Now we need another map to understand the complexities of Mansura's rail district.
Click it, then open it in new window so you can follow along.

I was coming from the south on 114 watching the GPS and trying to put the real messy world together with the neat little map.

This would be the curve to the east where "Ag Businesses" is written.

I also like big ag stuff. Go figure.

I would come back to this area. Something was pulling me up the line.

When I saw the RXR sign, I was wondering if it was a leftover. I forgot that there was an active line running through Mansura.

Moving across the bayou, I saw the old depot to the left. I'd come back to that, also, even though I figured it was not associated with the T&P. I could see that the T&P crossed the KCS and paralleled 107 through town. 107 has several neat old buildings on it. I have a whole page on Mansura somewhere? Stuff happened here long ago.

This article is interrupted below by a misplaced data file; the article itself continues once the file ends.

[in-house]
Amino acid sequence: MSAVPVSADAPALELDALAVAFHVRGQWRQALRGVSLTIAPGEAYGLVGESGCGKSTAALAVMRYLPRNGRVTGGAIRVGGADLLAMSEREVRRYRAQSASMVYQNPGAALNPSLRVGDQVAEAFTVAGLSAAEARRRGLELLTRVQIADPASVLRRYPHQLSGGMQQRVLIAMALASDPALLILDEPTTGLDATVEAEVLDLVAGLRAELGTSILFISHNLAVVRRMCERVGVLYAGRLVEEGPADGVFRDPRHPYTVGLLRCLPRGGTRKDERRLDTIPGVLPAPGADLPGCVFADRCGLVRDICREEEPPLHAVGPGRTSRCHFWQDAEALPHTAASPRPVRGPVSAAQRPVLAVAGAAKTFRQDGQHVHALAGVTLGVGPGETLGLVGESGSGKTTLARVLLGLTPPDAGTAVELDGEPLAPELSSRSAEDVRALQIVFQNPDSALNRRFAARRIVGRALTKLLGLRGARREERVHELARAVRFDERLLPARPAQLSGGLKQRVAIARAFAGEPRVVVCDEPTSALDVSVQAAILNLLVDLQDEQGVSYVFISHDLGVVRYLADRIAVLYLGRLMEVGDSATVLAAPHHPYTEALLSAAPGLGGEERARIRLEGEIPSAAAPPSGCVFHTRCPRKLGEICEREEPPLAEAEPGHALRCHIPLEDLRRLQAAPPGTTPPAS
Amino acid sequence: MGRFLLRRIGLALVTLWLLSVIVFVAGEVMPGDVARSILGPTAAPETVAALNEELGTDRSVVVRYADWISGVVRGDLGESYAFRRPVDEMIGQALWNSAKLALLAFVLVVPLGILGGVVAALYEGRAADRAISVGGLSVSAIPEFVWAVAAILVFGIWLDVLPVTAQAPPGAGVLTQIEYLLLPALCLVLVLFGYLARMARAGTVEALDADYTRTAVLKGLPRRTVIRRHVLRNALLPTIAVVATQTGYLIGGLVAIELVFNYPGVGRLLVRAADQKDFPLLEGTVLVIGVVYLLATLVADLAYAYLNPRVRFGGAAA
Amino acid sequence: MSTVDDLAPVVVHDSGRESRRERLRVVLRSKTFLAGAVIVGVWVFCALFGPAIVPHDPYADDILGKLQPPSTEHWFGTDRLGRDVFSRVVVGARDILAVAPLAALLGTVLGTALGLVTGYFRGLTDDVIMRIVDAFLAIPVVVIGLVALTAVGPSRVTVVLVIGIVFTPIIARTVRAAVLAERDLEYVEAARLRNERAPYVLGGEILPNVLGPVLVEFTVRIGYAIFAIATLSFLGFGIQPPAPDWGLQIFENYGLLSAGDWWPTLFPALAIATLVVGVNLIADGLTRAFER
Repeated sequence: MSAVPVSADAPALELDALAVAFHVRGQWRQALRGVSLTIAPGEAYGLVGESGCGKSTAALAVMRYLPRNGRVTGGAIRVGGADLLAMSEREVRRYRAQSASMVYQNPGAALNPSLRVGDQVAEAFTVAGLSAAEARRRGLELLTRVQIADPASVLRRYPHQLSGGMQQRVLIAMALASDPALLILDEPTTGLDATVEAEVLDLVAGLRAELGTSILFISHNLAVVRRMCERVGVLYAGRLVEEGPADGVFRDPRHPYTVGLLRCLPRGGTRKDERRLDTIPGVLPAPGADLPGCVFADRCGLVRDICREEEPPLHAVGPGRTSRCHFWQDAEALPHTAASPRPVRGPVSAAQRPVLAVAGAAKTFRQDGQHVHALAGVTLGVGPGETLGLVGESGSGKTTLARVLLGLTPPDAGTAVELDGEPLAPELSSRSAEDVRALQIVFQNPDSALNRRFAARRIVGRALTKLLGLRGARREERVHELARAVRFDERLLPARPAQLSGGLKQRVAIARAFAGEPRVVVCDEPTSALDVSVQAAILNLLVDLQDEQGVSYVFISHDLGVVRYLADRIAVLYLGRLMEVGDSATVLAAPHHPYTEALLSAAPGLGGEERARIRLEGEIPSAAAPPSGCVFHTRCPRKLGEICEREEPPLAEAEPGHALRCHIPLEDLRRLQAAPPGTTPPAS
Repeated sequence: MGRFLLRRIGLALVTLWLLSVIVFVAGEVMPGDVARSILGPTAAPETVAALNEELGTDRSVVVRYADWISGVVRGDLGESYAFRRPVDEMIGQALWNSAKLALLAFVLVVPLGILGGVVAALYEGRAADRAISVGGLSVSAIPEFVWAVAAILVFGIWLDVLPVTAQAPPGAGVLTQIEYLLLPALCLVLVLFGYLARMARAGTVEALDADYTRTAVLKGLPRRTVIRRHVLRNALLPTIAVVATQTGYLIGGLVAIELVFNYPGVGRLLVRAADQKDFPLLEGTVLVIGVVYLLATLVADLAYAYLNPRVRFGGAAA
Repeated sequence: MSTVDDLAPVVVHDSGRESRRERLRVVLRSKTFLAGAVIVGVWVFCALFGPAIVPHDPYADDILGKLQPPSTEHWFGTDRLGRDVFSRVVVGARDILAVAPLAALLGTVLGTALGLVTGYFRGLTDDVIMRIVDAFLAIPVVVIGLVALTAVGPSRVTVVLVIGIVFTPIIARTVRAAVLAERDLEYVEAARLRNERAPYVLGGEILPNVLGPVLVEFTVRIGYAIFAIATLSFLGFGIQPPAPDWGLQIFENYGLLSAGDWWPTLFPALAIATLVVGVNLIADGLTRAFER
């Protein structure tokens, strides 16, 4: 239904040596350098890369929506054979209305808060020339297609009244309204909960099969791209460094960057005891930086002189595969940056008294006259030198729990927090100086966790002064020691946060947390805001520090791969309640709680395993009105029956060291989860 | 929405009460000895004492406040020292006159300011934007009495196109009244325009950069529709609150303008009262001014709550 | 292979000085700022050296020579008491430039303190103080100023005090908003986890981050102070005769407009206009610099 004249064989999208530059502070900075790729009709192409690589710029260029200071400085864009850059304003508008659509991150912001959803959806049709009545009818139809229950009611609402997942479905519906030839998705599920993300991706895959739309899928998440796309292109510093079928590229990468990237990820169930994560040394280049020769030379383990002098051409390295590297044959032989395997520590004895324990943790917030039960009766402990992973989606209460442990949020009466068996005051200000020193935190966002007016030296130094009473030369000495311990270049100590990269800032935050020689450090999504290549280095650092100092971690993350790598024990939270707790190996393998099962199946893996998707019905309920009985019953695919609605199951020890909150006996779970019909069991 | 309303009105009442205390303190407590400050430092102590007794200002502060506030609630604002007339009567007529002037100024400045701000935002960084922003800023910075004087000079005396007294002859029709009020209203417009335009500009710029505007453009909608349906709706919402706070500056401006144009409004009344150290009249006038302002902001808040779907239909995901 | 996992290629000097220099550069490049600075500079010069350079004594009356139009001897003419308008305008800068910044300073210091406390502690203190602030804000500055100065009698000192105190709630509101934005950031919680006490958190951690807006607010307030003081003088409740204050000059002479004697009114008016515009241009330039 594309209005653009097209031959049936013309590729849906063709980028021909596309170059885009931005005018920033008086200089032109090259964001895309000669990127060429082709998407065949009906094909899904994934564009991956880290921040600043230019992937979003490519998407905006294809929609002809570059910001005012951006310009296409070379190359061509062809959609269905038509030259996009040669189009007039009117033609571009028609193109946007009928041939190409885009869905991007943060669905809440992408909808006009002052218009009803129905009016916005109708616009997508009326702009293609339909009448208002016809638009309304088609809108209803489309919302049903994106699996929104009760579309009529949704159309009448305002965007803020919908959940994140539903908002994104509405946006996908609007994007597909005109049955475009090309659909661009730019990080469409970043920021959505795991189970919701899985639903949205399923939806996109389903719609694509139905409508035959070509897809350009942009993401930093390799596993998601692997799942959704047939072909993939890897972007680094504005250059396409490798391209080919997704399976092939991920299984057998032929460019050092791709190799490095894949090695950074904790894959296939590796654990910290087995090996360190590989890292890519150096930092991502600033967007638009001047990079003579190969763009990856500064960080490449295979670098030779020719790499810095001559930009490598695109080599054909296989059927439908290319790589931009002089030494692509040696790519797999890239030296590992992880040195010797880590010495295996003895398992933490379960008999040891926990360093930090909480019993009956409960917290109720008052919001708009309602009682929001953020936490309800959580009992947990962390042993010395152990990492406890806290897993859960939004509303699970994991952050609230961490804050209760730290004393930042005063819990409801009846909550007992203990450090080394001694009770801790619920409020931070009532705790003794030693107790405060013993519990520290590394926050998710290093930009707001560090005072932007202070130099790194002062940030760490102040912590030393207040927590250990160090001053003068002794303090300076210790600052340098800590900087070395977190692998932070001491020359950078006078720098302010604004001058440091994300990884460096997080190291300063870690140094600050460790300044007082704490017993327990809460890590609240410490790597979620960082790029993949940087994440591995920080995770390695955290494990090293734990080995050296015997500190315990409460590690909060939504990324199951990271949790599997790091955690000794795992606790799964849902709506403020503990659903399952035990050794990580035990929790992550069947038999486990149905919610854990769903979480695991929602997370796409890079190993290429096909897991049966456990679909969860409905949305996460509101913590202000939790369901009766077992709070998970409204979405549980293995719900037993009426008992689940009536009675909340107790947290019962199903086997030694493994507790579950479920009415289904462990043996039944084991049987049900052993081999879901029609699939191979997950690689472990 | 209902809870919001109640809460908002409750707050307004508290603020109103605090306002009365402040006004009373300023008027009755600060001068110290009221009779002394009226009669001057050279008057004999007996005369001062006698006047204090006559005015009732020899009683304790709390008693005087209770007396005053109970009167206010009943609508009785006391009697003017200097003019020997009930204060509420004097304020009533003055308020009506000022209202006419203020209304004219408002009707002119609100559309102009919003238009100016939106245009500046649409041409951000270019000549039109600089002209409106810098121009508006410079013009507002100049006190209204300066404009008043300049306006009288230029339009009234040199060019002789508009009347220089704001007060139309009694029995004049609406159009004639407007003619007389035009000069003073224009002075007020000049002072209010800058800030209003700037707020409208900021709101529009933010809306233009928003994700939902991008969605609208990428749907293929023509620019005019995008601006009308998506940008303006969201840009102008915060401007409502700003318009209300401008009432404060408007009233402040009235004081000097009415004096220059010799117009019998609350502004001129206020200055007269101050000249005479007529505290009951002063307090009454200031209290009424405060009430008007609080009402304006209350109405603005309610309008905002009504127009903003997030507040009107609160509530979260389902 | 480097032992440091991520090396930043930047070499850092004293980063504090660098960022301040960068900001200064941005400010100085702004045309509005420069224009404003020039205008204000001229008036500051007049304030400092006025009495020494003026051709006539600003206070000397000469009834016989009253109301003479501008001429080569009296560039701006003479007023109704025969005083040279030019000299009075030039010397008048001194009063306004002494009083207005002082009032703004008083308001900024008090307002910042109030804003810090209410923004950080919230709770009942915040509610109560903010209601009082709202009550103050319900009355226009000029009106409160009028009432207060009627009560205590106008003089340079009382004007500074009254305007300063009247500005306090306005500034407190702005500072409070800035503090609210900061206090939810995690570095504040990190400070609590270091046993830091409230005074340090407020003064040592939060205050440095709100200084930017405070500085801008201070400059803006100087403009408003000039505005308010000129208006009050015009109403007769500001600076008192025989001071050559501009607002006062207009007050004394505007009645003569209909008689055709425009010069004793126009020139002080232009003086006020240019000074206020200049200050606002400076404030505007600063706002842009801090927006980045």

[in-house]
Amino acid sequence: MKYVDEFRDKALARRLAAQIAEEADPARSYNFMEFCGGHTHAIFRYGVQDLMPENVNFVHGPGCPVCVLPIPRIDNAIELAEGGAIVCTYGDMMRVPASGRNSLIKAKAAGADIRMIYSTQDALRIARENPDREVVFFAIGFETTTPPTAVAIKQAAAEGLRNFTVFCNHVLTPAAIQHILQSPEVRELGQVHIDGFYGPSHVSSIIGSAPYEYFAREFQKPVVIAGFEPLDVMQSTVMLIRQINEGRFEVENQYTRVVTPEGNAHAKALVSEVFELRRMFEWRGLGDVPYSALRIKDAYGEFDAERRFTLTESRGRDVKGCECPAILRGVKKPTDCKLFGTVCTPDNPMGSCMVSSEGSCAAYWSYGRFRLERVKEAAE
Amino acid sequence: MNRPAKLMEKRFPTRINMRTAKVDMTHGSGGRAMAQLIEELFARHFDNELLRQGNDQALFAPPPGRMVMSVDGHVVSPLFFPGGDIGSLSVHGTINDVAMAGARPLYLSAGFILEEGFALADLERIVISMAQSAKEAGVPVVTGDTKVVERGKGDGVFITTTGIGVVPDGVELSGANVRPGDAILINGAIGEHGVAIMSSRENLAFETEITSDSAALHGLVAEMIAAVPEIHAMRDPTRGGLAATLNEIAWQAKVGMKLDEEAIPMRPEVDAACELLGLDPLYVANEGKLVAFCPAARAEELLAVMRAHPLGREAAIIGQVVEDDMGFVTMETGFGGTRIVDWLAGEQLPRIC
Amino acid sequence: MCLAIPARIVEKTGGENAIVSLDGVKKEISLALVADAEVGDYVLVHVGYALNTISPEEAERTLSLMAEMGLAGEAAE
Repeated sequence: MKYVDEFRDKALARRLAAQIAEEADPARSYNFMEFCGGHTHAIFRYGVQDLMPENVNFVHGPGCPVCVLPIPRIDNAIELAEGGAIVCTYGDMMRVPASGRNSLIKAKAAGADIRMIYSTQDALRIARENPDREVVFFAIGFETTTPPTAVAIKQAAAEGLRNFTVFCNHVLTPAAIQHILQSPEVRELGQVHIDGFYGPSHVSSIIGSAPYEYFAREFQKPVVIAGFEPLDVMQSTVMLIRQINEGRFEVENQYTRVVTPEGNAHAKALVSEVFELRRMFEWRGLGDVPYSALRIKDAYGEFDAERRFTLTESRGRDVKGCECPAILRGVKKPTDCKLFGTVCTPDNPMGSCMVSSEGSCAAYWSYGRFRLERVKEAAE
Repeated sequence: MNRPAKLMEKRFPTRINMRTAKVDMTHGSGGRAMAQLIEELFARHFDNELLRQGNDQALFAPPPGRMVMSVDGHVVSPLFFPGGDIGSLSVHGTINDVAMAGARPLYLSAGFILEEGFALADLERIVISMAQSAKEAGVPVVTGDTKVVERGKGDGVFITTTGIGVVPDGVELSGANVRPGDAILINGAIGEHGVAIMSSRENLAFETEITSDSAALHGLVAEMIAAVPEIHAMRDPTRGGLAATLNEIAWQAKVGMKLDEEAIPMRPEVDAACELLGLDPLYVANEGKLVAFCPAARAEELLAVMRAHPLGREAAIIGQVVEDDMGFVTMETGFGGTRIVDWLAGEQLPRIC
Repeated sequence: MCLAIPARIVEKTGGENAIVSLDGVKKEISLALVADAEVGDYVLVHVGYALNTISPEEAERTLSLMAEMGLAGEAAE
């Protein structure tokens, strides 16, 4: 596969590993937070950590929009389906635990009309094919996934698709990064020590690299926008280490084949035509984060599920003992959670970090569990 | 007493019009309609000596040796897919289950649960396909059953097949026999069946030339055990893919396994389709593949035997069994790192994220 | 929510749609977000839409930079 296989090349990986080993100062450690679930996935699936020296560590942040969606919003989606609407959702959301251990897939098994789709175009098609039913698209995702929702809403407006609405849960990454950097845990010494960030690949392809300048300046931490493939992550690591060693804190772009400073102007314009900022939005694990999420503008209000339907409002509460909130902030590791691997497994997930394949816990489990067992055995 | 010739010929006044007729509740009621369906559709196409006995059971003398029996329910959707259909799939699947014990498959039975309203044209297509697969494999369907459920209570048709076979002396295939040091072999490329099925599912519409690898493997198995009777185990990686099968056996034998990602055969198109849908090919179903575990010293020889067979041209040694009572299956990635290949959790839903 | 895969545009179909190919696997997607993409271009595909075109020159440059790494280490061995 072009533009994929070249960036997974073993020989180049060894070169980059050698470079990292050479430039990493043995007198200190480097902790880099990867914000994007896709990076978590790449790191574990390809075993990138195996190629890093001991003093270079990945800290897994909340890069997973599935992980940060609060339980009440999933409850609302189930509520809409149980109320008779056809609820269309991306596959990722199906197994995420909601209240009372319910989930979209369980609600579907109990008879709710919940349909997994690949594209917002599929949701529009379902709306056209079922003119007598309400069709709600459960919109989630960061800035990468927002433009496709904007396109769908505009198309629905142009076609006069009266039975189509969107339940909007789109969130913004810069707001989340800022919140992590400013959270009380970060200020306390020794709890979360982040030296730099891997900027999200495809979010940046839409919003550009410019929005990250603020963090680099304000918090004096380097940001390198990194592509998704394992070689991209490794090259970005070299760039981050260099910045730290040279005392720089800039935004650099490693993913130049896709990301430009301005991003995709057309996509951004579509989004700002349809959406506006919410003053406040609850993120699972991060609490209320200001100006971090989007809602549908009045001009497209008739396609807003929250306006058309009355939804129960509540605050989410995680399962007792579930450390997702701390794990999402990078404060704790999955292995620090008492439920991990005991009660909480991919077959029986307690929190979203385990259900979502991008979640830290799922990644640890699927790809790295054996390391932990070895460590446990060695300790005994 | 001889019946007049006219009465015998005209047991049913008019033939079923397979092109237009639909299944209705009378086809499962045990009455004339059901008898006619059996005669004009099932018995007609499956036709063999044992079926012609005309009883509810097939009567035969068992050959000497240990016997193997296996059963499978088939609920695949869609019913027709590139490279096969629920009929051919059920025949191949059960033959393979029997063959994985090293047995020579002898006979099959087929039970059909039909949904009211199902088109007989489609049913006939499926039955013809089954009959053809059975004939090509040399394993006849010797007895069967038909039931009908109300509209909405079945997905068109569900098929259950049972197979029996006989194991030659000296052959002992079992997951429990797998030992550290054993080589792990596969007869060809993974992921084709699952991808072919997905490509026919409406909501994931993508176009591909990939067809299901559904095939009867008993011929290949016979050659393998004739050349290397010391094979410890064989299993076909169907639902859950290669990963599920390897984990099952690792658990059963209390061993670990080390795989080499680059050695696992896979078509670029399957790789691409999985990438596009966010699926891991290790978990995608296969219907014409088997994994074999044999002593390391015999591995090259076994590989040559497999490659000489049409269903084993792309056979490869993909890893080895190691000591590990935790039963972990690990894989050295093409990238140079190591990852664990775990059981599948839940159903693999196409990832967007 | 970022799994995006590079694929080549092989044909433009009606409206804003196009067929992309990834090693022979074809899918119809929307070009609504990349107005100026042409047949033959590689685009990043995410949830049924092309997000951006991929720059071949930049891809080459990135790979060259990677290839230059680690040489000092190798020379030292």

Honest, I didn't see the street name because the wonderful old software isn't real street name oriented. It is old railroad oriented. I just felt that I should go on the back streets and see what evidence the Texas and Pacific had left.

There was "some".

I wonder what percentage of the Mansurians knows what T&P stands for? I can imagine the guesses.

Here's an old shotgun that was adjacent to the tracks. Was this the location of the T&P Depot in Mansura?

Returning to 107, I stopped at the stop sign and shot this old service station (a lost term) and the adjoining old building.

I was then off to the depot. Turn where the sign points to the local library off 107.

You will now get 17 pictures of the depot and stuff around it. Hey, more is better.

That pole outfit was used for something, mail pickup, possibly?
I rely on you rail experts to hep me naw.

Everett has come to the rescue and explained the pole: